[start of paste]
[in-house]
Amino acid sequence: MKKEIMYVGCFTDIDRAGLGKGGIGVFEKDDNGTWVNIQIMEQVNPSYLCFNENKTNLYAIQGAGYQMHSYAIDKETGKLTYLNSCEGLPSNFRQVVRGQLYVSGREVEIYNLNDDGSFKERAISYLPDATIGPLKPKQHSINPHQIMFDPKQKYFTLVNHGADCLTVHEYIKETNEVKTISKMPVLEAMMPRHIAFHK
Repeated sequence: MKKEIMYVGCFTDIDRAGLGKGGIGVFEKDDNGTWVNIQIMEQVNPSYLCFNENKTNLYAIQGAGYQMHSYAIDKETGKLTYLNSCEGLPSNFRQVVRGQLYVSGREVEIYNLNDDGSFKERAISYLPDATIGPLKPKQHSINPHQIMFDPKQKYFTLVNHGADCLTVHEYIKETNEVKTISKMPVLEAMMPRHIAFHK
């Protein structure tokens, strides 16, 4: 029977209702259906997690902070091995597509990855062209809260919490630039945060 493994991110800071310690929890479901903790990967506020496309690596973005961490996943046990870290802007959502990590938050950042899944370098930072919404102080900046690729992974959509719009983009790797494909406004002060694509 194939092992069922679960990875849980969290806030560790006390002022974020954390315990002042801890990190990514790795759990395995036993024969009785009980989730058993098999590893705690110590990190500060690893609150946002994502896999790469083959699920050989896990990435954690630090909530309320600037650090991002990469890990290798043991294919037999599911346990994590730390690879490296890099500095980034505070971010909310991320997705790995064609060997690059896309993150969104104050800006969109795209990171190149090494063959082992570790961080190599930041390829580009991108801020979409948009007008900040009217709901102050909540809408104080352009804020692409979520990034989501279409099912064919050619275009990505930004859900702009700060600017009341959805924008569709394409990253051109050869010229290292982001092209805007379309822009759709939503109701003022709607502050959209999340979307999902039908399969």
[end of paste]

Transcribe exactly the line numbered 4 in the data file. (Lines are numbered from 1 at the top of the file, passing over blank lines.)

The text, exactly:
């Protein structure tokens, strides 16, 4: 029977209702259906997690902070091995597509990855062209809260919490630039945060 493994991110800071310690929890479901903790990967506020496309690596973005961490996943046990870290802007959502990590938050950042899944370098930072919404102080900046690729992974959509719009983009790797494909406004002060694509 194939092992069922679960990875849980969290806030560790006390002022974020954390315990002042801890990190990514790795759990395995036993024969009785009980989730058993098999590893705690110590990190500060690893609150946002994502896999790469083959699920050989896990990435954690630090909530309320600037650090991002990469890990290798043991294919037999599911346990994590730390690879490296890099500095980034505070971010909310991320997705790995064609060997690059896309993150969104104050800006969109795209990171190149090494063959082992570790961080190599930041390829580009991108801020979409948009007008900040009217709901102050909540809408104080352009804020692409979520990034989501279409099912064919050619275009990505930004859900702009700060600017009341959805924008569709394409990253051109050869010229290292982001092209805007379309822009759709939503109701003022709607502050959209999340979307999902039908399969």